A compromise may have been reached that will help the National Trust keep the Hartley Street School – one of the few heritage buildings in the Alice CBD – open to the public as a museum.
Following a deputation to the Town Council on Monday night by members of the local McDouall Stuart Branch, an offer has been made on the future leasing arrangements of the building, owned by council and leased to the National Trust for a peppercorn rent for the last 24 years.
The lease expires on July 31 this year. Critical to the negotiations it seems is the income the trust is able to generate from two tenancies in the building, some $36,000 a year when both are let (there is one vacancy at the moment).
The trust was hoping for a new lease for 10 + 10 years over the whole building, and to retain the sub-lease income.
Committee and branch members turned up in good number of Monday night, with chairman Stuart Traynor and long-time committee member Dave Leonard articulately putting their case.
Questions from councillors concerned what the tenancy income was spent on and whether it was spent in Alice Springs (Deputy Mayor Brendan Heenan), the condition of the building (Crs Heenan and Geoff Booth) and the long-term sustainability of the volunteer effort (Cr Eli Melky).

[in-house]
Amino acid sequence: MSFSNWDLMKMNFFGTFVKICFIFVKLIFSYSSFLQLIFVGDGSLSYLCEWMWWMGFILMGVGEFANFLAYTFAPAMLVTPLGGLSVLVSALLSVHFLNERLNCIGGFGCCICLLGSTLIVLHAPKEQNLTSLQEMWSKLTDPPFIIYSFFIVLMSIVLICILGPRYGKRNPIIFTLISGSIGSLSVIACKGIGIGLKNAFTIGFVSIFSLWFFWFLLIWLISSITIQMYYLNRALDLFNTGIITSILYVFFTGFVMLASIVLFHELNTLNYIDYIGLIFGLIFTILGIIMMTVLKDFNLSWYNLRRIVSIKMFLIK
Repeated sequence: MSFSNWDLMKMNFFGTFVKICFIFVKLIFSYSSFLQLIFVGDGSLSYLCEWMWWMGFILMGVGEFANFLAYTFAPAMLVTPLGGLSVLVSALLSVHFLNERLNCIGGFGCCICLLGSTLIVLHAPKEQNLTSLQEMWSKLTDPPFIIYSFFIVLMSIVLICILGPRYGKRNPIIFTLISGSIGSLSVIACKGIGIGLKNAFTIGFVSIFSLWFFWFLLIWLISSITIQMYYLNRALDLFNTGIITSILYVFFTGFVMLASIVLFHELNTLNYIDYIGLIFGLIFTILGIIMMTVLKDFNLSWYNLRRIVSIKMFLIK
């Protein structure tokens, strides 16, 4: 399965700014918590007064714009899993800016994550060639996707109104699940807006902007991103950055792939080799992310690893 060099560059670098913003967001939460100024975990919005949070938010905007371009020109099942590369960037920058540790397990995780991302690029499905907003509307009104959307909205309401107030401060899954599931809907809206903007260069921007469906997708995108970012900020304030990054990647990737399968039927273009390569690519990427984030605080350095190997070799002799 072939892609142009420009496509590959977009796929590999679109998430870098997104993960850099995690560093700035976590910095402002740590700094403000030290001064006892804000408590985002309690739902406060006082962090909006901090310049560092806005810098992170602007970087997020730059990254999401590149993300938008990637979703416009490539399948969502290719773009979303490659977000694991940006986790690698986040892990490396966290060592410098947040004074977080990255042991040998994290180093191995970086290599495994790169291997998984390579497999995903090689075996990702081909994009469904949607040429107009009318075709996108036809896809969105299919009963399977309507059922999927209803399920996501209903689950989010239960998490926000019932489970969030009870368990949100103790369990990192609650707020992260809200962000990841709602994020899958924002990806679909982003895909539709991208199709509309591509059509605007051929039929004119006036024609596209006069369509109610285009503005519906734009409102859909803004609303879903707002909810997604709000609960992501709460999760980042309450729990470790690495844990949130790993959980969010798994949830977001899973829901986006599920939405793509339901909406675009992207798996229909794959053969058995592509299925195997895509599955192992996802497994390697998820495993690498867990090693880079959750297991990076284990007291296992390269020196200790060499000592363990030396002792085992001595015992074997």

This last was a "very tough question", acknowledged Mr Traynor, the "Achilles heel for heritage conservation".
Cr Melky also wanted to know what the branch would do if they didn't get the tenancy income: would they accept a 10 plus 10 year lease without it? KIERAN FINNANE reports.
Pictured, above: Dave Leonard (left) and Stuart Traynor in the Hartley Street School museum, kept open by volunteers six days a week. • Left: From the street the museum gives an idea of what the mid-20th century Alice looked like.
What does it take to be the best primary school teacher in Australia? To have a warm and vivid presence might be part of it. Add imagination, keenness, a strong sense of possibilities, interest in the world. Then let's not forget experience, support from colleagues, and a school environment where everyone is pulling on the same string to keep kids happy and learning.
This teacher, Jo Sherrin, and this school, Bradshaw Primary, can be found in west-side Alice Springs. Last Friday at a ceremony in Melbourne Mrs Sherrin, one of two teacher-librarians at Bradshaw, was named the nation's Primary School Teacher of the Year at the inaugural Australian Awards for Outstanding Teaching and School Leadership. Pictured: Kaylana Hagan (left) and Casey Lally with teacher-librarian Jo Sherrin, who's been named the Best Primary School Teacher in Australia. KIERAN FINNANE reports.